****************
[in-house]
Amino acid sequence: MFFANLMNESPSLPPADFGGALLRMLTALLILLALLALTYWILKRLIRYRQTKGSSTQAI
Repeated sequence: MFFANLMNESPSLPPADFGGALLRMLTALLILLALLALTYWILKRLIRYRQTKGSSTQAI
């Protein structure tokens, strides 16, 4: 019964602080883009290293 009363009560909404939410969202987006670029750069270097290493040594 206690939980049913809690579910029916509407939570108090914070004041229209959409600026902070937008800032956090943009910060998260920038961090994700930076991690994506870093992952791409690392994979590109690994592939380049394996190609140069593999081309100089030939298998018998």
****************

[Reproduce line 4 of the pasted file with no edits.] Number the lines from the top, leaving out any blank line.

């Protein structure tokens, strides 16, 4: 019964602080883009290293 009363009560909404939410969202987006670029750069270097290493040594 206690939980049913809690579910029916509407939570108090914070004041229209959409600026902070937008800032956090943009910060998260920038961090994700930076991690994506870093992952791409690392994979590109690994592939380049394996190609140069593999081309100089030939298998018998």